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St Michael's Church, Marbury
Marbury church from SE close-up.jpg
St Michael's Church, Marbury, from the south
Coordinates: 53°00′22″N 2°39′23″W / 53.0062°N 2.6564°W / 53.0062; -2.6564
OS grid reference SJ 560,457
Location Marbury, Cheshire
Country England
Denomination Anglican
Website St Michael, Marbury
Status Parish church
Dedication Saint Michael
Functional status Active
Heritage designation Grade II*
Designated 12 January 1967
Architect(s) Sir Jeffry Wyatville (chancel 1822)
Douglas and Fordham
(restoration 1891–92)
Architectural type Church
Style Gothic, Gothic Revival
Completed 1892
Materials Red sandstone ashlar,
Slate roof
Parish Marbury
Deanery Malpas
Archdeaconry Chester
Diocese Chester
Province York
Vicar(s) Rev Veronica Green

St Michael's Church, also known as St Michael and All Angels, stands on a small rise overlooking Big Mere in the village of Marbury, Cheshire, England. The church is recorded in the National Heritage List for England as a designated Grade II* listed building. It is an active Anglican parish church in the diocese of Chester, the archdeaconry of Chester and the deanery of Malpas. Its benefice is combined with those of St Chad, Tushingham, and St Mary, Whitewell.


A timber, wattle and daub church was present on the site in 1299. The current church dates from the 15th century, the first incumbent being registered in 1530. The church was a parochial chapel annexed to Whitchurch until 1870, when it became a perpetual curacy. The chancel added in 1822 by Sir Jeffry Wyatville. In 1891–92, the church was restored by Douglas and Fordham, the organ chamber was added, the plaster roof was replaced with carved oak panelling, and oak furnishings were added. To celebrate the 2000 Millennium a new sundial was added to the south wall of the church.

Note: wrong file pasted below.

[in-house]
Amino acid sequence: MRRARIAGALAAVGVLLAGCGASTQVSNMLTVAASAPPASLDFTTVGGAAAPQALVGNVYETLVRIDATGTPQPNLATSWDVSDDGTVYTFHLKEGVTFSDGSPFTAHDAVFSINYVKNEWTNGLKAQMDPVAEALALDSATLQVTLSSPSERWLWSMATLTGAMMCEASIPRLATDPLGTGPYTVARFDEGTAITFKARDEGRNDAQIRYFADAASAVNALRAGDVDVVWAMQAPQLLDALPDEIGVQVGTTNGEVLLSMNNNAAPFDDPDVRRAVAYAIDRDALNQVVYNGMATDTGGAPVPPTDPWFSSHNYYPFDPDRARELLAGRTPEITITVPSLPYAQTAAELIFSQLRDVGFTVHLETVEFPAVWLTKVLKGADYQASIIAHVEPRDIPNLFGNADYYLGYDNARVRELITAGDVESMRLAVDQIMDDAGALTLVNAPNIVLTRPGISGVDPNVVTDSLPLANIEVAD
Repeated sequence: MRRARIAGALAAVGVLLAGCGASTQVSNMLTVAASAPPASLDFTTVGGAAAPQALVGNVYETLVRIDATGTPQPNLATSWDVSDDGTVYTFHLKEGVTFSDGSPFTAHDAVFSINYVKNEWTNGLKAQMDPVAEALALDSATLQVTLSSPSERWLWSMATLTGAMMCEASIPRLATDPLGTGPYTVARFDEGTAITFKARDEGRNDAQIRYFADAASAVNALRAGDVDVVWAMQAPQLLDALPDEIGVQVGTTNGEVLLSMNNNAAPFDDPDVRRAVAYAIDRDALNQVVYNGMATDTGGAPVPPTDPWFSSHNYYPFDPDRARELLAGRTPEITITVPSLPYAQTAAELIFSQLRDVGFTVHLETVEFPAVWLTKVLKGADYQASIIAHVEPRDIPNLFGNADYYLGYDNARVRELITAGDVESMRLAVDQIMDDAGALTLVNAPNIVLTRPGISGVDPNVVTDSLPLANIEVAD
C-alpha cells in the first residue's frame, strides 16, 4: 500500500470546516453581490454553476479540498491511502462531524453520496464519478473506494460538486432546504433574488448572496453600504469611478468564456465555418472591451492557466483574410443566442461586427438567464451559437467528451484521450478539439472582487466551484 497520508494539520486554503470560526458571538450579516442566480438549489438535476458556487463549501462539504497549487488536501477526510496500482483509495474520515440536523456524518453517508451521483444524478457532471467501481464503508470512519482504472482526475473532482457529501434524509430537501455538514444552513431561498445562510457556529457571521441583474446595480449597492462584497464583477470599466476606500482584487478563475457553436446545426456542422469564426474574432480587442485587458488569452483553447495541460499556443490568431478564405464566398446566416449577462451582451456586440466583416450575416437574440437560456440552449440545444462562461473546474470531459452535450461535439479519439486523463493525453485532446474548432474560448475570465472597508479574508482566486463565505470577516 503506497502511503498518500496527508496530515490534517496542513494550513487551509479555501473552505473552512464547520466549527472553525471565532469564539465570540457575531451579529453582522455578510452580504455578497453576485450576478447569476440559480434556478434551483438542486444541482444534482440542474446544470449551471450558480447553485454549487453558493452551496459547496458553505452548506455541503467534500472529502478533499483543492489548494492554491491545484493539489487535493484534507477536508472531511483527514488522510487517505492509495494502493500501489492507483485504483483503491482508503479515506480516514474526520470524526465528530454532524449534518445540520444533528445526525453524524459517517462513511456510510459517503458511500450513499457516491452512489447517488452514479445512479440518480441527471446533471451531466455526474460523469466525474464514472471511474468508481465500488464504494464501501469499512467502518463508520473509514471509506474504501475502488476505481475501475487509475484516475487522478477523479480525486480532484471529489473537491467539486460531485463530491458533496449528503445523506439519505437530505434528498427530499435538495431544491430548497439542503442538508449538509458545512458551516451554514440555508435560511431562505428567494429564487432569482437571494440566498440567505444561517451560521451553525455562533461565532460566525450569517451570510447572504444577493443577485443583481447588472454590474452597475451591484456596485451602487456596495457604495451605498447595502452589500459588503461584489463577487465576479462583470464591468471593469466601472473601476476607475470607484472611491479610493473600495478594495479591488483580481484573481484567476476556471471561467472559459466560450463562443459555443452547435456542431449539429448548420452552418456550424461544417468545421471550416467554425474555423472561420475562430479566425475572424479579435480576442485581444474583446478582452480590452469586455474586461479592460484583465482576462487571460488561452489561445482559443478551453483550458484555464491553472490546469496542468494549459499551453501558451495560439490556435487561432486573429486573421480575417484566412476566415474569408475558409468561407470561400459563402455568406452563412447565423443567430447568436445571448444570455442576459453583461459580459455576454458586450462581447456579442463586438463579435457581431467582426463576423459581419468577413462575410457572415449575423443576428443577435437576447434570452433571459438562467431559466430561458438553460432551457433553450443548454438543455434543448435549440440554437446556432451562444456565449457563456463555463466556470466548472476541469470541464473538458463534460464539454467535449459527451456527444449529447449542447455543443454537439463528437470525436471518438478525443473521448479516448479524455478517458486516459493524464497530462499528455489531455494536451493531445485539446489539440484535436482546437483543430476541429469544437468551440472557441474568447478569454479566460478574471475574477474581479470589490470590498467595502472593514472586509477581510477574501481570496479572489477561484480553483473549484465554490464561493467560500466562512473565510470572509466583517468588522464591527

The church is built in red sandstone with a slate roof. Its plan consists of a tower at the west end, a three-bay nave with a clerestory, north and south aisles, a chancel with vestry to the north, and a south porch. The tower is Perpendicular in style. It has two string courses which are decorated with carvings of animals and flowers, and there are many gargoyles depicting images such as monkeys, twins, smiling faces and grotesque faces on the exterior of the church. The sandy soil of the area is causing subsidence, with the tower being 25 inches (64 cm) from the vertical in 1999.


The octagonal timber pulpit, dating from the 15th century, features crocketed ogee panels; it is the oldest in existence in Cheshire. The church also contains an 1855 monument to William H. Poole with a Gothic canopy. In the tower are charity boards, including a circular one dated 1777. There is a ring of six bells. Four of these are by Rudhall of Gloucester, three being dated 1719, the other 1790. The other bells were cast by John Warner and Sons in 1864 and 1892. The parish registers begin in 1538.

External features

A schoolhouse was built in the churchyard in 1688, but was demolished in 1824. The present churchyard contains the hollow trunk of a 1000-year-old yew, held together by chains, and the war grave of a Royal Field Artillery soldier of World War I. The lych gate is a memorial to those who fell in World War I and is inscribed "Ye who live on, mid-English pastures green. Remember us and think of what might have been". The lych gate is listed at Grade II, as are the sandstone churchyard walls which date from the 16th or 17th century.

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